"132 million votes have been generated," he said.
You might have thought votes were normally cast. But here, votes are generated, as if by machines. Which some have said they are. That is no way to speak of the mothers and CEOs of tomorrow. They might be wearing little pink nighties and pajamas right now, but just you wait.
"The winner of 'American Idol' Season 11," intoned Seacrest (cut to families of both contestants), "is Phillip Phillips."
He was asked to sing his new, very Mumford and Sons, single. Half way through, he broke down. Yes, the singing really is live. Indeed, he was so overcome that he didn't offer one more note. The background singers hummed, the drummers drummed and Phillips wept, took off his guitar and walked off the stage and over to his family.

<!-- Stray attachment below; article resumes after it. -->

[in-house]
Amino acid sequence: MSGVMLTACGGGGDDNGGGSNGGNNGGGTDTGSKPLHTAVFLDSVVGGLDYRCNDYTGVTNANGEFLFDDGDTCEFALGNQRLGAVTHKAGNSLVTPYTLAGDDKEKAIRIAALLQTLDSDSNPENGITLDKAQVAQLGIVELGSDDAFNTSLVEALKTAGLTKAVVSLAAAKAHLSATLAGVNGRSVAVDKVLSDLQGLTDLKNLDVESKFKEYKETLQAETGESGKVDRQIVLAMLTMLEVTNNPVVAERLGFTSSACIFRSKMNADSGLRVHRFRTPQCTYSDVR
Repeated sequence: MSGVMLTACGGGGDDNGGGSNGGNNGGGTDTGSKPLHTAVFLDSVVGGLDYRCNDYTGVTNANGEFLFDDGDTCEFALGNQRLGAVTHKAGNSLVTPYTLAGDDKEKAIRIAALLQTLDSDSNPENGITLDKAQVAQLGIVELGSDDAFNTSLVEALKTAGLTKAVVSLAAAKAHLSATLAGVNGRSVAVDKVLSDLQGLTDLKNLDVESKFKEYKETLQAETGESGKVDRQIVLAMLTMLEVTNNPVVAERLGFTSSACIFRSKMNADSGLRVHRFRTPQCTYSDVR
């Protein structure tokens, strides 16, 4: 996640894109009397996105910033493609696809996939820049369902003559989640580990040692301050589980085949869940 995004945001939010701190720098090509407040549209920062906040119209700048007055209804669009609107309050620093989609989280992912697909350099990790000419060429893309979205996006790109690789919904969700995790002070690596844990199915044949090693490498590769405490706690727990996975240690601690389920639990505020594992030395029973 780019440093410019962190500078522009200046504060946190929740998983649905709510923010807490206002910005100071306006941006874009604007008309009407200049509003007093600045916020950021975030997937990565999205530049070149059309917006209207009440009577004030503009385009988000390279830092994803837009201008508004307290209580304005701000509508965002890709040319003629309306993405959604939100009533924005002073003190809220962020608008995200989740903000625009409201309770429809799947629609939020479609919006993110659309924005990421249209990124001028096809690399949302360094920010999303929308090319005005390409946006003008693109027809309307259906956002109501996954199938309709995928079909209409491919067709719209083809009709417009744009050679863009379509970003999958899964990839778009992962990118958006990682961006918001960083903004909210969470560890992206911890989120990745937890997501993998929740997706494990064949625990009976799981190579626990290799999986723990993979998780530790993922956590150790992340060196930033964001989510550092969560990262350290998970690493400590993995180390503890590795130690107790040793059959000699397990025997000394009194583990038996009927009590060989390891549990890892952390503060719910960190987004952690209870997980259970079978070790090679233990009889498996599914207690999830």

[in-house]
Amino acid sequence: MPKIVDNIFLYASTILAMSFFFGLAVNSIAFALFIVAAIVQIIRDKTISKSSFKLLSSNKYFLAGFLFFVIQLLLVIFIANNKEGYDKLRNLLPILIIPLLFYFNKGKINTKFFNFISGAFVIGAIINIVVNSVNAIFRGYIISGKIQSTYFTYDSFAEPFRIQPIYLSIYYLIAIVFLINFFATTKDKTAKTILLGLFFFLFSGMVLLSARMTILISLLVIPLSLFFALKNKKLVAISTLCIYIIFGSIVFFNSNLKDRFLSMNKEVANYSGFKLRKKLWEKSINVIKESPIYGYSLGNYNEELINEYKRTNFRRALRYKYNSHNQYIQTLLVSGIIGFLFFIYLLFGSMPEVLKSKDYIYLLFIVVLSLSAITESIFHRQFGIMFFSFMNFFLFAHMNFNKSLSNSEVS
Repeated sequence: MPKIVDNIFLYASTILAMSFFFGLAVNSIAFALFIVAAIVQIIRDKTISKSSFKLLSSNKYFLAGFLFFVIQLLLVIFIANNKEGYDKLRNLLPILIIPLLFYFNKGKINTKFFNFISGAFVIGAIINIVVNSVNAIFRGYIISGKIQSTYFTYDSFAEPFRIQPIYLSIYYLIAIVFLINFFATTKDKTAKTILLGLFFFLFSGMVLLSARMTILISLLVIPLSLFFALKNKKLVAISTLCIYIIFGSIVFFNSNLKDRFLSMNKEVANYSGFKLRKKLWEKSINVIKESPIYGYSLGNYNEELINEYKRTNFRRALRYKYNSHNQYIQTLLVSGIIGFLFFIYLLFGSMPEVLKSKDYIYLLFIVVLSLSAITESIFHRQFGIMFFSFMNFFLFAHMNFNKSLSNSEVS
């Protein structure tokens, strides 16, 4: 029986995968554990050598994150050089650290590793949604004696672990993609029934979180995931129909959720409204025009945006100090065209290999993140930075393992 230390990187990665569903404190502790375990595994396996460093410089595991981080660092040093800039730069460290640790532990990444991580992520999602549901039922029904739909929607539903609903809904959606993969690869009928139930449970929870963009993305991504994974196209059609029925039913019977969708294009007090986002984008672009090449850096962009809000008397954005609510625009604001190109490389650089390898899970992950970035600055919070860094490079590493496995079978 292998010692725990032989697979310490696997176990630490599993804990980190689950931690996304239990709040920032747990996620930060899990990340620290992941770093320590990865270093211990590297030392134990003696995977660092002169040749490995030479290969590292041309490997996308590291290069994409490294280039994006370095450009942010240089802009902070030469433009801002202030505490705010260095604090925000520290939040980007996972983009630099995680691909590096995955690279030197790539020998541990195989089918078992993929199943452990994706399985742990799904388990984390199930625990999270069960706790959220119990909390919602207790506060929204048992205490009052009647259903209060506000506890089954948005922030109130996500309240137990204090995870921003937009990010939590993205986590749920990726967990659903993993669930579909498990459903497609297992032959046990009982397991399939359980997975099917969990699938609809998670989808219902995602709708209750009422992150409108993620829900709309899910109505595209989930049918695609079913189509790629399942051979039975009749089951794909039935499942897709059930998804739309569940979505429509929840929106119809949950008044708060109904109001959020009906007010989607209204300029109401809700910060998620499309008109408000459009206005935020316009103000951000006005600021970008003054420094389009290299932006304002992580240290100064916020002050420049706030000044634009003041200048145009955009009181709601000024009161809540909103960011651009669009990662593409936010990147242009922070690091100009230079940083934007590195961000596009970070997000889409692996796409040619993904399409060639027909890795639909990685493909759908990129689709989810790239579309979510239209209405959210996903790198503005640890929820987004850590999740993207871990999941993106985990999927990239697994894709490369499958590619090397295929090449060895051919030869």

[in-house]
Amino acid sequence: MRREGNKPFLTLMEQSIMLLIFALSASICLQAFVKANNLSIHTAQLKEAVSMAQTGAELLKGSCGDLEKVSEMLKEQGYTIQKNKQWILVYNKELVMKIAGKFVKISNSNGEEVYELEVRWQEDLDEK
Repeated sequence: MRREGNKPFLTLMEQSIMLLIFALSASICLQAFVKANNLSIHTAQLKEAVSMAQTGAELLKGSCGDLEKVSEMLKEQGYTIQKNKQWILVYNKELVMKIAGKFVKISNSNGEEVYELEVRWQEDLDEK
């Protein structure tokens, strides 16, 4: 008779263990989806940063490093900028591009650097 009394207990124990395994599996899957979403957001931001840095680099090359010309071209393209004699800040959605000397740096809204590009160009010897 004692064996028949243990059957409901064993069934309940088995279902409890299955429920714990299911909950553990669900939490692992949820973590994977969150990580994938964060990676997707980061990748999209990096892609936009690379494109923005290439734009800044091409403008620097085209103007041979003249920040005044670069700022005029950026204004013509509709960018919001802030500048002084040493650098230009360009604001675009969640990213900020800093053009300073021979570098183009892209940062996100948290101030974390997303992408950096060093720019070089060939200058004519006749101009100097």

The winner was yet another white boy with a guitar. This, in a strange way, confirms that perhaps the voting is real - in so far as every vote is counted and the vast majority are, um, generated by little girls who vote for their dreamboats.
For "Idol", though, there are rockier waters ahead than for Phillips (though he is reportedly enduring substantial health problems). The show has lost a quarter of its viewers this year. Worse, its ratings among the crucially frivolous and affluent 18-49 age group are now almost the same as those of "The Voice."
The big bosses at Fox promise changes. They claim there wasn't enough entertainment this year. But what can the show do to enhance the entertainment? Yes, they could (and should) offer new judges. But there are too many singing shows now, too many outlets for promising performers.
At the same time, the audiences are far too frivolous. What they like today, they may not like tomorrow.
This isn't like the old times - when 5-year-old Jessica Sanchez fell in love with "Idol."